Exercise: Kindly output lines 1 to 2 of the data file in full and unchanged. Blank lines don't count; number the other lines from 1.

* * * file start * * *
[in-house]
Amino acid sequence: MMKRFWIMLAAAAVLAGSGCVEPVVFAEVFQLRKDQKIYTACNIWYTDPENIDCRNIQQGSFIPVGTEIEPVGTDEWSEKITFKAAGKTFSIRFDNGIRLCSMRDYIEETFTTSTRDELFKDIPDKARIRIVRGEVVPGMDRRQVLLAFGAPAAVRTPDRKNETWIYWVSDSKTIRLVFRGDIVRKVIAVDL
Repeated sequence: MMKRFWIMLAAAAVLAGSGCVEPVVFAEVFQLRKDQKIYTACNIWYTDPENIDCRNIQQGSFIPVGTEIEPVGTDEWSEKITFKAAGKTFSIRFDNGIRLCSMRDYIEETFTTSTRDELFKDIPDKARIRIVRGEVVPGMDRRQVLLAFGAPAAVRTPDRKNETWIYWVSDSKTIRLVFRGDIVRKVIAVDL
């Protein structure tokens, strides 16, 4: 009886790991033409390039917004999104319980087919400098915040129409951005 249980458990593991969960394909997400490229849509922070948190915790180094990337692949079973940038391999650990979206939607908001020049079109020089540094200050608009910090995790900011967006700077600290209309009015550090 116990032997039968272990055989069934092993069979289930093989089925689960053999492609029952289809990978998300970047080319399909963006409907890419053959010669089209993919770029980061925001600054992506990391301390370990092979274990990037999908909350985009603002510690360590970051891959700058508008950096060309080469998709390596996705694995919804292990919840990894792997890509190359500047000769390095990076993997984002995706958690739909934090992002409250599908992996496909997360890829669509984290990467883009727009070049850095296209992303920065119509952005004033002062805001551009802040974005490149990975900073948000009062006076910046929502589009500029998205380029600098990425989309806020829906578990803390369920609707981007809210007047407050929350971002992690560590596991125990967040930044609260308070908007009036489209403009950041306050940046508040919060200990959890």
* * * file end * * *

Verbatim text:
[in-house]
Amino acid sequence: MMKRFWIMLAAAAVLAGSGCVEPVVFAEVFQLRKDQKIYTACNIWYTDPENIDCRNIQQGSFIPVGTEIEPVGTDEWSEKITFKAAGKTFSIRFDNGIRLCSMRDYIEETFTTSTRDELFKDIPDKARIRIVRGEVVPGMDRRQVLLAFGAPAAVRTPDRKNETWIYWVSDSKTIRLVFRGDIVRKVIAVDL